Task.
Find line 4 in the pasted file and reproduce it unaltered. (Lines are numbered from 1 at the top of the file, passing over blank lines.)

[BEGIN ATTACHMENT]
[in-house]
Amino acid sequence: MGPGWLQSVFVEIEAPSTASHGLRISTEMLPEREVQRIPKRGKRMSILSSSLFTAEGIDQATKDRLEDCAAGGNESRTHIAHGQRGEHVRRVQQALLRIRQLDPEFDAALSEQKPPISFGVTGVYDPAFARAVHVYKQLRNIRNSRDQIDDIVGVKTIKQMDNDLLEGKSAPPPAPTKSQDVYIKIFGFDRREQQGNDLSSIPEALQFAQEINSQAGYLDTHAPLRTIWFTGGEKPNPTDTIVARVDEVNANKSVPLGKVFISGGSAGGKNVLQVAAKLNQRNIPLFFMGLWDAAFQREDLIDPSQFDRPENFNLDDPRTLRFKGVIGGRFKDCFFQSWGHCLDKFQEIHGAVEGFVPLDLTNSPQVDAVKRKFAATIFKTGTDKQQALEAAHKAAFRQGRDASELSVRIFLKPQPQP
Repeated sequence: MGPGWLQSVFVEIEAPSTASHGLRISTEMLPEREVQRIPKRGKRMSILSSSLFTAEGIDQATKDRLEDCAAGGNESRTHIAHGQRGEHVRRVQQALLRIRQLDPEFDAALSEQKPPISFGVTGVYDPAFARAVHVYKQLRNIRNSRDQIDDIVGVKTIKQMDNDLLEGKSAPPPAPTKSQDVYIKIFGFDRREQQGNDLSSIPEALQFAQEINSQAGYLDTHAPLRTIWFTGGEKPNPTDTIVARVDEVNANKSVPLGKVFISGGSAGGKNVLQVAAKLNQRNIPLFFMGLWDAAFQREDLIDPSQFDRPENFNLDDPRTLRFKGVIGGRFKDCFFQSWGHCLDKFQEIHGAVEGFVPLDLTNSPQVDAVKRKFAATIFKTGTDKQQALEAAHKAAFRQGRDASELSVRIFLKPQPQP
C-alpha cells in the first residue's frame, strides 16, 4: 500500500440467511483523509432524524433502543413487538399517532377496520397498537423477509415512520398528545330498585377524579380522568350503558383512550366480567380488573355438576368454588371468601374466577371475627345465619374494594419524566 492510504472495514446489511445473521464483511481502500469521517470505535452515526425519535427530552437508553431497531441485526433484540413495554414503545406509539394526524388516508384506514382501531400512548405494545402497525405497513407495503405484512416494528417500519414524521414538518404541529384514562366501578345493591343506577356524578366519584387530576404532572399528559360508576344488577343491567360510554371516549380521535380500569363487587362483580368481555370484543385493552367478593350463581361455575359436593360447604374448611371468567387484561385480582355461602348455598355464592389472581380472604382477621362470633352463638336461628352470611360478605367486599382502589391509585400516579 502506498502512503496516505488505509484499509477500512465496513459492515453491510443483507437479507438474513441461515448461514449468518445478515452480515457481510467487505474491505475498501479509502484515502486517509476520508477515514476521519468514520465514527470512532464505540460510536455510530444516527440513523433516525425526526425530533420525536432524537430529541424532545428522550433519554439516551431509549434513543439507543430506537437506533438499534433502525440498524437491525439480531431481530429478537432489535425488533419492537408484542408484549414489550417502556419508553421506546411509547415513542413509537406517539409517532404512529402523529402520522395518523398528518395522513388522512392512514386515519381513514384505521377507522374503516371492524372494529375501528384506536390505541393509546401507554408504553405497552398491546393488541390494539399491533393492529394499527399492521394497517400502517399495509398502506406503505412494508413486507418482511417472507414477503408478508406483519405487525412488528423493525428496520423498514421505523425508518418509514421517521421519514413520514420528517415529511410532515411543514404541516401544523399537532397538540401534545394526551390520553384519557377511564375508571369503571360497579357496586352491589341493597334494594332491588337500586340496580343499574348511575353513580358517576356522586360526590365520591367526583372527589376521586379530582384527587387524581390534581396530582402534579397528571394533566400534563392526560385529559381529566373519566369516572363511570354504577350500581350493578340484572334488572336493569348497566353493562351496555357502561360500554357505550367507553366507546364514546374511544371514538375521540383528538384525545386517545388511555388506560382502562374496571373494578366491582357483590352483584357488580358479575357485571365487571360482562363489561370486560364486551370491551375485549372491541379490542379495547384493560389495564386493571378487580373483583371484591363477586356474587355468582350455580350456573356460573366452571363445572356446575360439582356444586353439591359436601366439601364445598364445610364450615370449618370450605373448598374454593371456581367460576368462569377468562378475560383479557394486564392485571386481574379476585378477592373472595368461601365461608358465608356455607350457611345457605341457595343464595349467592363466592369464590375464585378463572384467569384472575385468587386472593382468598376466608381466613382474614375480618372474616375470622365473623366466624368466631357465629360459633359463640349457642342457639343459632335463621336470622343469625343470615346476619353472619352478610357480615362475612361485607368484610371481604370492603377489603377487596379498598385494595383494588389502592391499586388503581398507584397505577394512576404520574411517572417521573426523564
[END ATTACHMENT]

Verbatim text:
C-alpha cells in the first residue's frame, strides 16, 4: 500500500440467511483523509432524524433502543413487538399517532377496520397498537423477509415512520398528545330498585377524579380522568350503558383512550366480567380488573355438576368454588371468601374466577371475627345465619374494594419524566 492510504472495514446489511445473521464483511481502500469521517470505535452515526425519535427530552437508553431497531441485526433484540413495554414503545406509539394526524388516508384506514382501531400512548405494545402497525405497513407495503405484512416494528417500519414524521414538518404541529384514562366501578345493591343506577356524578366519584387530576404532572399528559360508576344488577343491567360510554371516549380521535380500569363487587362483580368481555370484543385493552367478593350463581361455575359436593360447604374448611371468567387484561385480582355461602348455598355464592389472581380472604382477621362470633352463638336461628352470611360478605367486599382502589391509585400516579 502506498502512503496516505488505509484499509477500512465496513459492515453491510443483507437479507438474513441461515448461514449468518445478515452480515457481510467487505474491505475498501479509502484515502486517509476520508477515514476521519468514520465514527470512532464505540460510536455510530444516527440513523433516525425526526425530533420525536432524537430529541424532545428522550433519554439516551431509549434513543439507543430506537437506533438499534433502525440498524437491525439480531431481530429478537432489535425488533419492537408484542408484549414489550417502556419508553421506546411509547415513542413509537406517539409517532404512529402523529402520522395518523398528518395522513388522512392512514386515519381513514384505521377507522374503516371492524372494529375501528384506536390505541393509546401507554408504553405497552398491546393488541390494539399491533393492529394499527399492521394497517400502517399495509398502506406503505412494508413486507418482511417472507414477503408478508406483519405487525412488528423493525428496520423498514421505523425508518418509514421517521421519514413520514420528517415529511410532515411543514404541516401544523399537532397538540401534545394526551390520553384519557377511564375508571369503571360497579357496586352491589341493597334494594332491588337500586340496580343499574348511575353513580358517576356522586360526590365520591367526583372527589376521586379530582384527587387524581390534581396530582402534579397528571394533566400534563392526560385529559381529566373519566369516572363511570354504577350500581350493578340484572334488572336493569348497566353493562351496555357502561360500554357505550367507553366507546364514546374511544371514538375521540383528538384525545386517545388511555388506560382502562374496571373494578366491582357483590352483584357488580358479575357485571365487571360482562363489561370486560364486551370491551375485549372491541379490542379495547384493560389495564386493571378487580373483583371484591363477586356474587355468582350455580350456573356460573366452571363445572356446575360439582356444586353439591359436601366439601364445598364445610364450615370449618370450605373448598374454593371456581367460576368462569377468562378475560383479557394486564392485571386481574379476585378477592373472595368461601365461608358465608356455607350457611345457605341457595343464595349467592363466592369464590375464585378463572384467569384472575385468587386472593382468598376466608381466613382474614375480618372474616375470622365473623366466624368466631357465629360459633359463640349457642342457639343459632335463621336470622343469625343470615346476619353472619352478610357480615362475612361485607368484610371481604370492603377489603377487596379498598385494595383494588389502592391499586388503581398507584397505577394512576404520574411517572417521573426523564